Growth in grace, in the divine love, will “manifest itself in reverential esteem for the moral attributes of God, in a greater delight in meditating on his holiness and goodness.” It will also lead to increasing humility in the believer. This is because the more holy a believer becomes “the more abominable does all sin appear”. “The growth of grace is as much downward at the root, as upward in the towering and spreading branches.” You can grow towards God without being “abased before God, under a sense of his own vileness”. This point can often be overlooked in today’s descriptions of and prescriptions for spiritual growth.

Alexander goes on to point out the stages of the spiritual life. He speaks first of conversion where a new creation arises in the believer. Alexander discusses the practical effects of this: new “lively” emotions, great hopes, “his heart melts with tender compassion for those who are yet out of Christ.” However, with pastoral care, Alexander points us to a second stage Christians experience in their Christian life: temptation and severe conflict. Trials arise from “without [i.e. outside ourselves] and within”. The final state is “a state of settled peace…the sweet calm which succeeds the storm”. It manifests in “a steady trust in the promises and providence of God and a meek submission to his holy will.”

Finally, Alexander closes his sermon with four reflections:

  1. There may be times when the believer feels like he is losing ground and being overcome but he is in fact slowly advancing. He may feel like his first “fervors have abated” and he is more conscious of indwelling sin but this may indicate grace is taking a deeper root.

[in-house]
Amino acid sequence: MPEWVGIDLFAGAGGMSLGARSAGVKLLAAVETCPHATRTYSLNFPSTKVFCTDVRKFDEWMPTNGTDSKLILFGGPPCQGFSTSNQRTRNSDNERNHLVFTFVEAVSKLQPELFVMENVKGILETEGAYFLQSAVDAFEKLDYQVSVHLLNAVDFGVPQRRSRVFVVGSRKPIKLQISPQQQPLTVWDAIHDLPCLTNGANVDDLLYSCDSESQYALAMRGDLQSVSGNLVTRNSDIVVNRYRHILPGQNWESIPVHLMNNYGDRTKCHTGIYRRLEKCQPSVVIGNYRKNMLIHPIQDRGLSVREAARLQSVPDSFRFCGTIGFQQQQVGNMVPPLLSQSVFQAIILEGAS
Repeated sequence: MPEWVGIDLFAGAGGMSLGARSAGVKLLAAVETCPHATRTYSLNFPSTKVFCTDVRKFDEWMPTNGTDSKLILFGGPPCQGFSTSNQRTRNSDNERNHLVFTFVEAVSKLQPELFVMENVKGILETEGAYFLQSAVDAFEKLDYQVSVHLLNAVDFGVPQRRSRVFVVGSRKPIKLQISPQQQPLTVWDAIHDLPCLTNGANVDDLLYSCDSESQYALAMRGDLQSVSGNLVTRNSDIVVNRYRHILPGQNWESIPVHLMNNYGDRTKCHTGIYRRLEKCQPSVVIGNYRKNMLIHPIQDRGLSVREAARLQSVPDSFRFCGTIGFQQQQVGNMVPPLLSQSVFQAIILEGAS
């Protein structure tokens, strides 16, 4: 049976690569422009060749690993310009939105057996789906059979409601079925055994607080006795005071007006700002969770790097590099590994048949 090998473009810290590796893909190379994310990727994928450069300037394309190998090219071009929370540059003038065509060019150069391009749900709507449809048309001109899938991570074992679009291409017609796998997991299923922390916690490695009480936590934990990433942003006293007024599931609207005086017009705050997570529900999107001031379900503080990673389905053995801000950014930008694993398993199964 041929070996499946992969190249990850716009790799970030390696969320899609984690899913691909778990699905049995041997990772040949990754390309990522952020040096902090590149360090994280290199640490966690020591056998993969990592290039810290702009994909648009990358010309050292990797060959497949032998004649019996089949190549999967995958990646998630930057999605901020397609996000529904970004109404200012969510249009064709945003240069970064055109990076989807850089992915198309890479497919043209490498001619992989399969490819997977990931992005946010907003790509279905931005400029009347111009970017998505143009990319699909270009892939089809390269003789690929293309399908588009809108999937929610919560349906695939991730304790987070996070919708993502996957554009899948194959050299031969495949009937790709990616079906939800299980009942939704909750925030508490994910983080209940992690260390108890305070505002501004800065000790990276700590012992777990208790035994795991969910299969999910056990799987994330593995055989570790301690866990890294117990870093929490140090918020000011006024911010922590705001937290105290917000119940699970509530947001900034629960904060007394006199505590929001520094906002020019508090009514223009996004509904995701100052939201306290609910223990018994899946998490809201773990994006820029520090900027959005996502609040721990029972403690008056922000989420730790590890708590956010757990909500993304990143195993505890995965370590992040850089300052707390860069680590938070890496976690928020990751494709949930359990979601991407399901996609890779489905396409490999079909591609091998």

2. There may be those who show great external zeal for the gospel and for grace but “all these external acts and all this show of piety may be produced by other motives than the lively exercise of grace in the heart.” These people may receive praise and esteem from men, but God looks at the inside. It is a sobering warning to all of us.
  3. In this life, “some Christians grow in stature much higher than others.” Here he compares the apostles and the piety evidenced in Scripture by the godly with the professors of faith in our churches today.
  4. Lastly, he returns to motives for growth: the difference between a growing Christian and one making little or no advancement in Christian growth is the comparison between a healthy body and a diseased one.

Alexander closes with a challenge to examine our lives. Where have we been negligent in spiritual growth and pursuit of godly discipline? Where have we been slothful and careless in making progress? Not all of us may have periods of backsliding but we all have periods where progress is slower than it should be.

“In view of this subject, therefore, all Christians are led upon to humble themselves before God, in deep penitence, on account of their unfruitfulness ; and to resolve that in time to come, they will more faithfully and vigorously strive to grow in grace.”

In the twenty-first century, where there is ever growing ungodliness in the world matched with an increasing suspicion of piety and exhortations to piety within the church, Alexander’s sermon, while not itself inspired, is a strong reminder of the Biblical portrait: the Scripture command us to grow in grace. Here, Alexander’s sermon can be a helpful pastoral guide of what this should look like and what pitfalls may be experienced along the way.

Tim Bertolet is a graduate of Lancaster Bible College and Westminster Theological Seminary. He is an ordained pastor in the Bible Fellowship Church, currently serving as Interim Pastor of Faith Bible Fellowship Church in York, Pa. He is a husband and father of four daughters. You can follow him on Twitter @tim_bertolet.